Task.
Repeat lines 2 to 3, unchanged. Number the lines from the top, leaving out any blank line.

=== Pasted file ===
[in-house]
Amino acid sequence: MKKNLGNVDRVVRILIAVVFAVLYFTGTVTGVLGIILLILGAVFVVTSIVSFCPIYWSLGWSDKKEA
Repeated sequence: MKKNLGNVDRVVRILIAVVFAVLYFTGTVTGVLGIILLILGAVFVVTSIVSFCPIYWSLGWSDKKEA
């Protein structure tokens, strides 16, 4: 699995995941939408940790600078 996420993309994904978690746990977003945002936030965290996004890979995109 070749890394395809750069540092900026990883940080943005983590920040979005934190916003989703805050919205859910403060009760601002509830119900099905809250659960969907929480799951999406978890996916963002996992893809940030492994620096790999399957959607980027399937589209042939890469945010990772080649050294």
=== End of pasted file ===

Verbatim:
Amino acid sequence: MKKNLGNVDRVVRILIAVVFAVLYFTGTVTGVLGIILLILGAVFVVTSIVSFCPIYWSLGWSDKKEA
Repeated sequence: MKKNLGNVDRVVRILIAVVFAVLYFTGTVTGVLGIILLILGAVFVVTSIVSFCPIYWSLGWSDKKEA